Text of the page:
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A SHORT LESSON IN LINGUISTICS

July 12, 2014

There once lived, during the Medieval Ages, an illustrious scientist and inventor who, after much thought, came to the conclusion that there were far too many stars and planets in the sky and that the heavens would look much better with a lot less of them. And so he applied his mechanical talents to the construction of a special gun that could be used to shoot down those celestial objects that irritated his aesthetic sense.

As an added bonus, when the shot stars and planets landed on Earth, he would dissect them and analyse closely their inner structure in his laboratory, thus gaining in the process invaluable knowledge that advanced greatly the field of astronomy. Once finished with his investigations, he would file them carefully, like precious stamps or coins, into his special astral album.

And that’s how the phrase “shooting stars” originated. Initially this phrase referred to the actual deed of gunning down stars. But, over time, its meaning shifted to refer to those stars that have been shot down.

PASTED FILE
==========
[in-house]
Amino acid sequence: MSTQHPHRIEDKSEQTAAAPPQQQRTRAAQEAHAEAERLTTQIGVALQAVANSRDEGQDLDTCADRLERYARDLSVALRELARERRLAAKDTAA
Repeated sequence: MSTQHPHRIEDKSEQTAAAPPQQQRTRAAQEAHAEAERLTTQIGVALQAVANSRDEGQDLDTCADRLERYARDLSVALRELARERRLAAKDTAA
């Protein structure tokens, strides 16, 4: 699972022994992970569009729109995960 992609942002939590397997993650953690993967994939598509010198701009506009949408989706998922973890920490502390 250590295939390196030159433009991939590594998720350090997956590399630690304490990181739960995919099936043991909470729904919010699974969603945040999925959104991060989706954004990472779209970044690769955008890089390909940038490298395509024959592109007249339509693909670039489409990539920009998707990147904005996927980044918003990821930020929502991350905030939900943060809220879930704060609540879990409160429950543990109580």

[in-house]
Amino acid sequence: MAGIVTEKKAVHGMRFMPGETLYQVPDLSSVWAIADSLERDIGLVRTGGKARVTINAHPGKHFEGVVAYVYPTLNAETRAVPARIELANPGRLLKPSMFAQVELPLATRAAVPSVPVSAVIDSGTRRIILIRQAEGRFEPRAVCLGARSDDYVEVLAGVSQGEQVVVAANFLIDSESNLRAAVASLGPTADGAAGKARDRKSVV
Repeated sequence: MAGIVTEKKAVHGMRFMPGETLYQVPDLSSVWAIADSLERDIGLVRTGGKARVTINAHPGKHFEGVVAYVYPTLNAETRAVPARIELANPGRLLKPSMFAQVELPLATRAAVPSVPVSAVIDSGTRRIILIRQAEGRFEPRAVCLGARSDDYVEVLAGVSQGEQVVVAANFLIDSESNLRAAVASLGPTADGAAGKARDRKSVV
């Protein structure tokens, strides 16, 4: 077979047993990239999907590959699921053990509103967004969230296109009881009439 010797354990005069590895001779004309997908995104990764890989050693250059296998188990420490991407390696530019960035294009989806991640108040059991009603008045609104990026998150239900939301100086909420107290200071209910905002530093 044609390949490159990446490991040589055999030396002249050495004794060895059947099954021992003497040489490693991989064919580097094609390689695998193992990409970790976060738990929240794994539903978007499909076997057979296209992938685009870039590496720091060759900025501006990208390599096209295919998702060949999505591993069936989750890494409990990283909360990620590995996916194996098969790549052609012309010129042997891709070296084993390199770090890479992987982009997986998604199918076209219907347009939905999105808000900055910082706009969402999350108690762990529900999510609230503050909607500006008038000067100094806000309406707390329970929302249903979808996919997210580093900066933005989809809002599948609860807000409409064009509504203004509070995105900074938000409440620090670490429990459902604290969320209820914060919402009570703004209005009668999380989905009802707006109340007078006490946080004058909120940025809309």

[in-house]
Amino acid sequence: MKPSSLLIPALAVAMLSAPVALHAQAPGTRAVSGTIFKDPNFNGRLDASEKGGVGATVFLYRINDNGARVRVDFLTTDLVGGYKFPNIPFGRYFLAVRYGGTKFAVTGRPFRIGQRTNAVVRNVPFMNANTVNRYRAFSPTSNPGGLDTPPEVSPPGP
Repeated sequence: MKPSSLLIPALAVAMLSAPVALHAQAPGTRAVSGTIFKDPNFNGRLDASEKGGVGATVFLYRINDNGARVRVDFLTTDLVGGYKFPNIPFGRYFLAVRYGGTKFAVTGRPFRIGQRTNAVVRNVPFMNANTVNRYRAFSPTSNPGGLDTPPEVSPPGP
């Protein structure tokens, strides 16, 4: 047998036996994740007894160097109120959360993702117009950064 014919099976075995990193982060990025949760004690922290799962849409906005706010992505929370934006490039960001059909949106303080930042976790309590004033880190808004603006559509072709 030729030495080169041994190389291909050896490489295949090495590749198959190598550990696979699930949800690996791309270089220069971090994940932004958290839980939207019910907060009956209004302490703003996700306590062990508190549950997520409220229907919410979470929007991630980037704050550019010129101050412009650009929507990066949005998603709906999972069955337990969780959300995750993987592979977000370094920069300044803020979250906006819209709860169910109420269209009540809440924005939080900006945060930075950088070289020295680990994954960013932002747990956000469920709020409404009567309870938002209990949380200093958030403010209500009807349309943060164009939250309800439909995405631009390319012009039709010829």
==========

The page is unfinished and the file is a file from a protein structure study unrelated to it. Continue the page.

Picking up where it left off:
Even to the present day, we continue to see stars falling from the sky, for they are the ones that have finally succumbed to the wounds inflicted by the astronomer’s gun hundreds of years ago.

 

Vladimir Kush

 

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9 Comments
  1. Love it and laughing!

  2. This is awesome. It reads just like a prehistoric fable of a primitive people, like an origin story, not of the phrase so much as the phenomenon itself. Just lovely! Thanks for playing!

  3. Did the scientist ever get hot?

    • the ardour of his scientific curiosity was stronger than any other heat source.

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